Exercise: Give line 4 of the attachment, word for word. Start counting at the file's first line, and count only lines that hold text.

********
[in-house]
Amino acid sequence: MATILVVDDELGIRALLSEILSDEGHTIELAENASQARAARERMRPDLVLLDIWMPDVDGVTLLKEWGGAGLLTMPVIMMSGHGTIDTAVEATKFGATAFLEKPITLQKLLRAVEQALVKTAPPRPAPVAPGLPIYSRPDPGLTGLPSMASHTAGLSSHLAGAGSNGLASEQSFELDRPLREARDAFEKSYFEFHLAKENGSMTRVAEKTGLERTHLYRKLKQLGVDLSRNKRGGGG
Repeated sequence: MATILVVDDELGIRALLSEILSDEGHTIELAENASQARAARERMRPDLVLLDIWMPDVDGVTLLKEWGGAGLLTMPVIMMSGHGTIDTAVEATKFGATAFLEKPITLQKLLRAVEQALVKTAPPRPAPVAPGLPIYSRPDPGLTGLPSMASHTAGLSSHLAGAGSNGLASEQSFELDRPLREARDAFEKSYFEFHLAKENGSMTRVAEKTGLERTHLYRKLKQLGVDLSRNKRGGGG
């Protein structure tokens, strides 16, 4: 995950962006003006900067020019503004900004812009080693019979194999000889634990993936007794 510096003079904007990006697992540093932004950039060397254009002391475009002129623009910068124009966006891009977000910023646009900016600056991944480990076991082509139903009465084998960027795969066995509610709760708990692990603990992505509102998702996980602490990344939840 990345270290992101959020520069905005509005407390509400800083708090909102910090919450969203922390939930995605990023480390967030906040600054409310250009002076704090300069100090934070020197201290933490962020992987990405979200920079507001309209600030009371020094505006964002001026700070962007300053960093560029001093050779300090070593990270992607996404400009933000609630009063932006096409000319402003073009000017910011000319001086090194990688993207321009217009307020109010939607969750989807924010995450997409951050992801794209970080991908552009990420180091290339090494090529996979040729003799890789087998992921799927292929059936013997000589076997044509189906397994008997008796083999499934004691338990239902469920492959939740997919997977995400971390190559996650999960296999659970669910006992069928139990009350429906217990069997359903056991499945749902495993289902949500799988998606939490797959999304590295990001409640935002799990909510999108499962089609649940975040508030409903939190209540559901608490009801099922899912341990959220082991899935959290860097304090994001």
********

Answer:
């Protein structure tokens, strides 16, 4: 995950962006003006900067020019503004900004812009080693019979194999000889634990993936007794 510096003079904007990006697992540093932004950039060397254009002391475009002129623009910068124009966006891009977000910023646009900016600056991944480990076991082509139903009465084998960027795969066995509610709760708990692990603990992505509102998702996980602490990344939840 990345270290992101959020520069905005509005407390509400800083708090909102910090919450969203922390939930995605990023480390967030906040600054409310250009002076704090300069100090934070020197201290933490962020992987990405979200920079507001309209600030009371020094505006964002001026700070962007300053960093560029001093050779300090070593990270992607996404400009933000609630009063932006096409000319402003073009000017910011000319001086090194990688993207321009217009307020109010939607969750989807924010995450997409951050992801794209970080991908552009990420180091290339090494090529996979040729003799890789087998992921799927292929059936013997000589076997044509189906397994008997008796083999499934004691338990239902469920492959939740997919997977995400971390190559996650999960296999659970669910006992069928139990009350429906217990069997359903056991499945749902495993289902949500799988998606939490797959999304590295990001409640935002799990909510999108499962089609649940975040508030409903939190209540559901608490009801099922899912341990959220082991899935959290860097304090994001």